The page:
MCID: IMM028
MIFTS: 4

Immune-Mediated Encephalomyelitis

Categories: Immune diseases

Aliases & Classifications for Immune-Mediated Encephalomyelitis

MalaCards integrated aliases for Immune-Mediated Encephalomyelitis:

Name: Immune-Mediated Encephalomyelitis 54

Classifications:



Summaries for Immune-Mediated Encephalomyelitis

NINDS : 54 Acute disseminated encephalomyelitis (ADEM) is characterized by a brief but widespread attack of inflammation in the brain and spinal cord that damages myelin – the protective covering of nerve fibers.  ADEM often follows viral or bacterial infections, or less often, vaccination for measles, mumps, or rubella.  The symptoms of ADEM appear rapidly, beginning with encephalitis-like symptoms such as fever, fatigue, headache, nausea and vomiting, and in the most severe cases, seizures and coma.  ADEM typically damages white matter (brain tissue that takes its name from the white color of myelin), leading to neurological symptoms such as visual loss (due to inflammation of the optic nerve) in one or both eyes, weakness even to the point of paralysis, and difficulty coordinating voluntary muscle movements (such as those used in walking).  ADEM is sometimes misdiagnosed as a severe first attack of multiple sclerosis (MS), since the symptoms and the appearance of the white matter injury on brain imaging may be similar.  However, ADEM has several features which differentiate it from MS.  First, unlike MS patients, persons with ADEM will have rapid onset of fever, a history of recent infection or immunization, and some degree of impairment of consciousness, perhaps even coma; these features are not typically seen in MS.  Children are more likely than adults to have ADEM, whereas MS is a rare diagnosis in children.  In addition, ADEM usually consists of a single episode or attack of widespread myelin damage, while MS features many attacks over the course of time. Doctors will often use imaging techniques, such as MRI (magnetic resonance imaging), to search for old and new lesions (areas of damage) on the brain.  The presence of older brain lesions on MRI suggest that the condition may be MS rather than ADEM, since MS can cause brain lesions before symptoms become obvious.  In rare situations, a brain biopsy may be necessary to differentiate between ADEM and some other diseases that involve inflammation and damage to myelin.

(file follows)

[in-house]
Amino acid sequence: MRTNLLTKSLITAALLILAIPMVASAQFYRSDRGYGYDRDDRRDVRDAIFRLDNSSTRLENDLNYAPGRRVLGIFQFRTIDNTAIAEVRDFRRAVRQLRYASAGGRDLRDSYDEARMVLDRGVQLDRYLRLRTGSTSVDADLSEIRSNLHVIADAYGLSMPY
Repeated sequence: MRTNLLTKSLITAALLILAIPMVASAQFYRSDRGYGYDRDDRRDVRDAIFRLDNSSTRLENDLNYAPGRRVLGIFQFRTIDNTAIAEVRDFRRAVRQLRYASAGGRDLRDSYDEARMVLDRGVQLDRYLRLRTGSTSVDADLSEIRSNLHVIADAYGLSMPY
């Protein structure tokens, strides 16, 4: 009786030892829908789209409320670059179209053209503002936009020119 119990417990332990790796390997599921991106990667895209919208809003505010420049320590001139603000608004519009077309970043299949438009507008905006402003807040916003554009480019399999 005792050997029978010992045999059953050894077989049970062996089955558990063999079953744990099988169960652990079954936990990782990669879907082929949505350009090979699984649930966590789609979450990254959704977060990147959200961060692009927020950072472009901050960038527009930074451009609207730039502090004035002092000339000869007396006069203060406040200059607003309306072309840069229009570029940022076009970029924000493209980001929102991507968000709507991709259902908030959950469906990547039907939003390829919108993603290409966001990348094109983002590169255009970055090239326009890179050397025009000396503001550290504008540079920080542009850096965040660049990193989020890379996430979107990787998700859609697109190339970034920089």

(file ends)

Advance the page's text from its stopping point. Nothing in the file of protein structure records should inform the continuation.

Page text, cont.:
MalaCards based summary : Immune-Mediated Encephalomyelitis Affiliated tissues include spinal cord, brain and eye.

Related Diseases for Immune-Mediated Encephalomyelitis

Symptoms & Phenotypes for Immune-Mediated Encephalomyelitis

Drugs & Therapeutics for Immune-Mediated Encephalomyelitis

Search Clinical Trials , NIH Clinical Center for Immune-Mediated Encephalomyelitis

Genetic Tests for Immune-Mediated Encephalomyelitis

Anatomical Context for Immune-Mediated Encephalomyelitis

MalaCards organs/tissues related to Immune-Mediated Encephalomyelitis:

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Spinal Cord, Brain, Eye

Publications for Immune-Mediated Encephalomyelitis

Variations for Immune-Mediated Encephalomyelitis

Expression for Immune-Mediated Encephalomyelitis

Search GEO for disease gene expression data for Immune-Mediated Encephalomyelitis.

Pathways for Immune-Mediated Encephalomyelitis

GO Terms for Immune-Mediated Encephalomyelitis

Sources for Immune-Mediated Encephalomyelitis

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